Yesterday, I received a call from a young man in Roxbury who was about to break:
"Yo B, I don't know if I can do this anymore. I'm trying to do right. I've been going around from place to place begging like a dummy. I've been getting jerked around like some punk. I go here they tell me to go there. I go there they tell me to go here. I've been trying for months to get anything positive and it's got me nothing. I'm tired of not knowing where I'm staying at night. I'm tired of having no grub money. I'm tired of walking here and there. I'm tired of living like a slob because I'm broke. You keep telling me to stay on the positive. I can't live like this. I'm telling you I just wanna' go back to the street. I don't care if I end up in jail I can't do this no more."
An actual conversation that happened this morning:
"Hi, sir, I am going through my email and I see that you have an apprenticeship program in Boston."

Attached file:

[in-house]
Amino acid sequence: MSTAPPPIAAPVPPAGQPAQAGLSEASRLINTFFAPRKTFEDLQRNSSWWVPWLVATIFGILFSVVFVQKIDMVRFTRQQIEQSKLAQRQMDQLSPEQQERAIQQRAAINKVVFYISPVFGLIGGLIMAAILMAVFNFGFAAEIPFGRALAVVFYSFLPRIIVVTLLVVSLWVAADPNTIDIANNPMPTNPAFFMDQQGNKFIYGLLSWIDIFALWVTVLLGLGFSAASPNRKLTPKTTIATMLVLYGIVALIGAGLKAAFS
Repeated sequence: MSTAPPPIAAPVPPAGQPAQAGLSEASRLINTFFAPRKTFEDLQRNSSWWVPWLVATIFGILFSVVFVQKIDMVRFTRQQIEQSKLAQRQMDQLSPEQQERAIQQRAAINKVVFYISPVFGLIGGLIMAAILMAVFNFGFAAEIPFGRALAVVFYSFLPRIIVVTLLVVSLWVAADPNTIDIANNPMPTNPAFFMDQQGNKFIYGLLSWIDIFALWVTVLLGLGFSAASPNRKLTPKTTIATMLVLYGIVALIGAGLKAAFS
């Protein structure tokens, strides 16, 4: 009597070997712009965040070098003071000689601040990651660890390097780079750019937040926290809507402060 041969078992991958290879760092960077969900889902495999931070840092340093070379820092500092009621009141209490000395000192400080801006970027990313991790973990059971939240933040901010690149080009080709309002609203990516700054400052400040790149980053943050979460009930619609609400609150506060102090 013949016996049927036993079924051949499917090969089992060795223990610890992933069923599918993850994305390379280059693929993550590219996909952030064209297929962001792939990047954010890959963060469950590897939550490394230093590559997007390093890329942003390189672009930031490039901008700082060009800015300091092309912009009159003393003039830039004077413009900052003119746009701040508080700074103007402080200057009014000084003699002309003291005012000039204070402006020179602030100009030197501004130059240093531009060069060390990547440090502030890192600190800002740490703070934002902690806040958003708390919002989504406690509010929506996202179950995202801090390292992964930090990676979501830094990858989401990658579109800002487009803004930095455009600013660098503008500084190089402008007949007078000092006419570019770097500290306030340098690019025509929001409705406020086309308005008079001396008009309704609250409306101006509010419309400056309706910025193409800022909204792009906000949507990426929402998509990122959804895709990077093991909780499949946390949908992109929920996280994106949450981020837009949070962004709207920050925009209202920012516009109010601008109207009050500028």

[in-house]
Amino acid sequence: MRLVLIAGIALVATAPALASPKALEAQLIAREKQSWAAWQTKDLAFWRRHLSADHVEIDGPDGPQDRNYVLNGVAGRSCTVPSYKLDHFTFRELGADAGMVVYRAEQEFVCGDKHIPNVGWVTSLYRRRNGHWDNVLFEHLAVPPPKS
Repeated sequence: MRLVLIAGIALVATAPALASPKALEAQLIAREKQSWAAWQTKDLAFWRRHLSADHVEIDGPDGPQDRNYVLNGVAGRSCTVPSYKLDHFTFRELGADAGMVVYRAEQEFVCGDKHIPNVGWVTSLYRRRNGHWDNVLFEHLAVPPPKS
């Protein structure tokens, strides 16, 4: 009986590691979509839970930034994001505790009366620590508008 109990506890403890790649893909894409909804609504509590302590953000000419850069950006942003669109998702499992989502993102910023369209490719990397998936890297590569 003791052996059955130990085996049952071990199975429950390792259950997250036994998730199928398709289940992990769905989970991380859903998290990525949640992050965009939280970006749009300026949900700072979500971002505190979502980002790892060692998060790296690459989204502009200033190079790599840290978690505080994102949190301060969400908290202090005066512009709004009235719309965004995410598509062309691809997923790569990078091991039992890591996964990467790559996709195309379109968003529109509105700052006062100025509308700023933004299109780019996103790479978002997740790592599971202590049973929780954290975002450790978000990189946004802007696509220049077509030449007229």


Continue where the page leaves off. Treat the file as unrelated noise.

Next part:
"Yeah, that's right."
"Well I run a program in Roxbury where I work with young men that are looking for work. They have dropped off 20 or 30 applications each and are being given the run-around because they have been involved in the court system. They are making a real effort to find work but they are getting discouraged and are about to give up. I'm worried I am going to lose them. They are doing great and really trying and they just need to be given a chance. I was wondering if you had any leads of CORI-friendly employers in the trades that I could contact on their behalf?"
"Our next seminar starts in September."
"Ok, thanks. In the meantime, because they are really struggling now, do you know of any union contacts or people I could call to start the ball rolling? Both are already trained in two specific trades and ready to work now."
"I'm not going to go through my files and look for you. I don't have time."